Historically, issuers who implemented an ATM program in Canada were subject to two key limits on their ATM program: (i) the daily limit on the number of securities of a class sold under the ATM program on any given day was limited to 25% of the daily trading volume of securities of the applicable class and (ii) over the entire course of any given ATM program (i.e. typically 25 months), the aggregate distributions under such ATM program were capped at 10% of the market value of the issuer’s securities.  From the CSA’s perspective, the rationale for these limits was to try and ensure the ATM program did not materially affect the market price of the issuer’s securities.  

The CSA amendments now remove both of these limits.  In stating its decision to do so, the CSA stated that this decision was “based on reasonable expectations regarding the conduct of market participants.”. However, the CSA also states that it will remain alert to potential abuses of the ATM program and will focus on ATM distributions that may have had a material impact on the price of the issuer’s securities. Issuers who implement an ATM program will need to remain cognizant of their obligations under securities legislation and stock exchange policies to disclose material facts or material changes to their business, and will need to analyze and consider whether any large distributions under an ATM program meet this standard for their business, thus requiring disclosure.  

Less frequent reporting obligations

Currently, issuers who establish an ATM program are required to file a report on SEDAR containing details (number and average price of the securities distributed under the ATM program and the aggregate gross and net proceeds raised and aggregate commissions paid or payable during the relevant period) of the distributions made under the program within seven days after each month in which a distribution occurred.

Once the amendments come into force, issuers will only be obligated to disclose details of ATM distributions in one of two ways: (1) within 60 days of an interim period or 120 days of an annual period in a standalone report; or (2) in their interim and annual financial statements and MD&A.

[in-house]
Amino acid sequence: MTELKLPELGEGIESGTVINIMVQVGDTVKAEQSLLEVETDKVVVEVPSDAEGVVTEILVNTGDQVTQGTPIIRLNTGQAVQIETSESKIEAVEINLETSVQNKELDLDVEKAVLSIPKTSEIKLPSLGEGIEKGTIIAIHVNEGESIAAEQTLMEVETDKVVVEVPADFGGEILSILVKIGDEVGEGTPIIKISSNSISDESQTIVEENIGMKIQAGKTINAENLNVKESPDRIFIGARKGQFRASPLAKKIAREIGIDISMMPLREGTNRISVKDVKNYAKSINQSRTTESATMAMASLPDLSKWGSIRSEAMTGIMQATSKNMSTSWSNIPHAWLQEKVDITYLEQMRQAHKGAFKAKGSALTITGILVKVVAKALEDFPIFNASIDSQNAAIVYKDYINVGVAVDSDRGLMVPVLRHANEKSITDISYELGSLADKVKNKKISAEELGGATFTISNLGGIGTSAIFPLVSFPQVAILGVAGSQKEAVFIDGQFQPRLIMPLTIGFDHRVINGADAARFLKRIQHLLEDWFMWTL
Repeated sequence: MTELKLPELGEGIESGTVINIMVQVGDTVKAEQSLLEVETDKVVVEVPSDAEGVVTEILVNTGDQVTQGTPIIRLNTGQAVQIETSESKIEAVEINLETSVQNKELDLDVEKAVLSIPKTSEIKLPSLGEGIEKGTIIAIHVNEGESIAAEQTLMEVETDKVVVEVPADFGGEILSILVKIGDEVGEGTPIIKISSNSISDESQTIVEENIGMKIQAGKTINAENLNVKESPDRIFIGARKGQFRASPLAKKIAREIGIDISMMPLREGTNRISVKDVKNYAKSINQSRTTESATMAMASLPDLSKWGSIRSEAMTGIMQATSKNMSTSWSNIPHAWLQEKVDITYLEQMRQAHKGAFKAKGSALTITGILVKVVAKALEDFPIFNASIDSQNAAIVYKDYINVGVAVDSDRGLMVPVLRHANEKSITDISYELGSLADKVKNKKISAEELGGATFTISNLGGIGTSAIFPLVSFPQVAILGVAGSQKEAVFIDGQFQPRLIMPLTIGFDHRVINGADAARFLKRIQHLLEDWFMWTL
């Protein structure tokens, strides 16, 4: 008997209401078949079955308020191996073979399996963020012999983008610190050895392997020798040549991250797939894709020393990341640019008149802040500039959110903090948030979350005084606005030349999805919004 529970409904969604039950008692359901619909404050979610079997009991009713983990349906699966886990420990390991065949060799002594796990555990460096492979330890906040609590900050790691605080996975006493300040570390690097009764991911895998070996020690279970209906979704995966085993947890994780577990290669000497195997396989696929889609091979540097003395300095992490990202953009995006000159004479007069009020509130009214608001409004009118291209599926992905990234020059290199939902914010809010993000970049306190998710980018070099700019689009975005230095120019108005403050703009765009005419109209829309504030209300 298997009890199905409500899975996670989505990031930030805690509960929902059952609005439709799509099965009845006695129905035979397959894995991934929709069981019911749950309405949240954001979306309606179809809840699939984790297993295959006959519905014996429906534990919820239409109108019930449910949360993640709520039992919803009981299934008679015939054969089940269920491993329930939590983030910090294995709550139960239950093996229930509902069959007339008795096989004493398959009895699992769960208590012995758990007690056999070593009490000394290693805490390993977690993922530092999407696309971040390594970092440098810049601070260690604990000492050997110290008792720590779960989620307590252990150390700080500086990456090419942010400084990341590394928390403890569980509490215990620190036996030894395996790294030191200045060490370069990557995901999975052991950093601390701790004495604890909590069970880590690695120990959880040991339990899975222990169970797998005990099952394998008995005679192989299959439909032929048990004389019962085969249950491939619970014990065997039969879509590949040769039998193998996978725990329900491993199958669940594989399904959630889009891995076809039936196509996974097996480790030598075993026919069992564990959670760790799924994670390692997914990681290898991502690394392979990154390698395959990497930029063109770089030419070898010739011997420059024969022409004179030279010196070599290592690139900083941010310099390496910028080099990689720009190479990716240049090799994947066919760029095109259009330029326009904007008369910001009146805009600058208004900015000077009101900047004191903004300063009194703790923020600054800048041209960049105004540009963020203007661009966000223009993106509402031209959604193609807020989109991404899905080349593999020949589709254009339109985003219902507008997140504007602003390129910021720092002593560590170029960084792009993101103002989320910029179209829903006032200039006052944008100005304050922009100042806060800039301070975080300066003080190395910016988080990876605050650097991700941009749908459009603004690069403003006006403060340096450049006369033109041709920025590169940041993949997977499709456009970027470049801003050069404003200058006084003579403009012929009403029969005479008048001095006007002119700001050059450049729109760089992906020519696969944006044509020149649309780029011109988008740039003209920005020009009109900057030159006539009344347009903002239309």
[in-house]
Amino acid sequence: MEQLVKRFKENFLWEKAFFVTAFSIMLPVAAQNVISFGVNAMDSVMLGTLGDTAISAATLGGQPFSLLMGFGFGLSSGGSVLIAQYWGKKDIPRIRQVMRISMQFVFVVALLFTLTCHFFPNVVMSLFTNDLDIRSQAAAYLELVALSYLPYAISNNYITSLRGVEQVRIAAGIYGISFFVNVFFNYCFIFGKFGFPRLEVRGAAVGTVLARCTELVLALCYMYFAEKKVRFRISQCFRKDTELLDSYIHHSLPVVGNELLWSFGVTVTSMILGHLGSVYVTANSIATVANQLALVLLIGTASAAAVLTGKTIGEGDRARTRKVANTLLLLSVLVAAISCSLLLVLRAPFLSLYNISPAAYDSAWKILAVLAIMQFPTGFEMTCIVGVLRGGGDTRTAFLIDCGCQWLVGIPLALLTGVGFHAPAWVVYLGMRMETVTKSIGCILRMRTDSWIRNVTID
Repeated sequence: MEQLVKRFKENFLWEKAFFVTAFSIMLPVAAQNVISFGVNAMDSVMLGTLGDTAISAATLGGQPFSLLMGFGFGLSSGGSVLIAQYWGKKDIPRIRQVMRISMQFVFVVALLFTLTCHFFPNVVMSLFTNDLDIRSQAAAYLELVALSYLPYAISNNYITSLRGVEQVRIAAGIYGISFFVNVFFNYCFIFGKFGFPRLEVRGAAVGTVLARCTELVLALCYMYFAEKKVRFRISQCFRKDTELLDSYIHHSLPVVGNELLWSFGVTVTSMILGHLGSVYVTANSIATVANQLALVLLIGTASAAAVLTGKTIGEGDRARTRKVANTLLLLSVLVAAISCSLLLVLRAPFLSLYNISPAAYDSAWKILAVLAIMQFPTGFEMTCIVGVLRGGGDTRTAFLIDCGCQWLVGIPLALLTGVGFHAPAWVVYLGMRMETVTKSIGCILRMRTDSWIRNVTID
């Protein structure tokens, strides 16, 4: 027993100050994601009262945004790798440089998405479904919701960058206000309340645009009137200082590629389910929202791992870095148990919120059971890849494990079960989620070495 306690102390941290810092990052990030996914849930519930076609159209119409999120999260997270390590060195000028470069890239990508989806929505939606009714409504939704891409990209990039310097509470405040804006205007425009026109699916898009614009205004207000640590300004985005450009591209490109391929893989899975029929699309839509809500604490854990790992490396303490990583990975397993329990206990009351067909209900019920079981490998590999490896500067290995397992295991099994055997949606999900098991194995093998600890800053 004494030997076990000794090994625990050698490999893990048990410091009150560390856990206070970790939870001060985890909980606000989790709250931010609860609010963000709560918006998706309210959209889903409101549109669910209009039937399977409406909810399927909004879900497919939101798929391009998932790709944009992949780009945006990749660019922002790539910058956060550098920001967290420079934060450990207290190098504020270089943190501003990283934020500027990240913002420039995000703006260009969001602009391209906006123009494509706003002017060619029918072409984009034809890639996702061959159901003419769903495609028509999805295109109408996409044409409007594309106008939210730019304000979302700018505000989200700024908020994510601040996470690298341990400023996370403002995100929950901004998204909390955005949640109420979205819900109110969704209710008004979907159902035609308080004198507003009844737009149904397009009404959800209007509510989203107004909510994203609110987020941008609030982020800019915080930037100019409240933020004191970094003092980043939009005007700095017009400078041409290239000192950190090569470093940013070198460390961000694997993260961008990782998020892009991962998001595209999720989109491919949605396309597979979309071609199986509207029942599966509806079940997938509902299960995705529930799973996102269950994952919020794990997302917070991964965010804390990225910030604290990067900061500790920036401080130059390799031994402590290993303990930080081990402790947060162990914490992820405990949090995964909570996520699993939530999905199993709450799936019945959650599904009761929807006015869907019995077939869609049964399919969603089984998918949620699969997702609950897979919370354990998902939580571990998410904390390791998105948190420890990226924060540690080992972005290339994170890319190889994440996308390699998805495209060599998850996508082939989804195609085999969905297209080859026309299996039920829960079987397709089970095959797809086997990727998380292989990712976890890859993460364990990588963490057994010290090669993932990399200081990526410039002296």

This welcome change will reduce the administrative burden on issuers as the details can now be folded into their procedures for interim and annual reporting.

Ability to amend the ATM prospectus via a “designated news release”

Under the current regime, if an issuer has an ATM program in place, and, during the course of the ATM program, circumstances occur that constitute a material fact for the issuer’s business, the issuer would be required to file a prospectus supplement or an amended prospectus in order to ensure that the prospectus governing the ATM distributions continues to contain full, true and plain disclosure regarding the securities distributed.  

The CSA amendments permit issuers to now issue a “designated news release” disclosing such material fact, which will then be incorporated by reference into the ATM prospectus (provided that the ATM prospectus filed must disclose this approach and contain this “incorporation by reference” language and the news release disseminated clearly states it is a “designated news release” for ATM program purposes). This approach will save the issuer further time and money throughout the duration of the ATM program.

Conclusion

With these amendments, the CSA has made ATM programs far more accessible and user-friendly for Canadian issuers.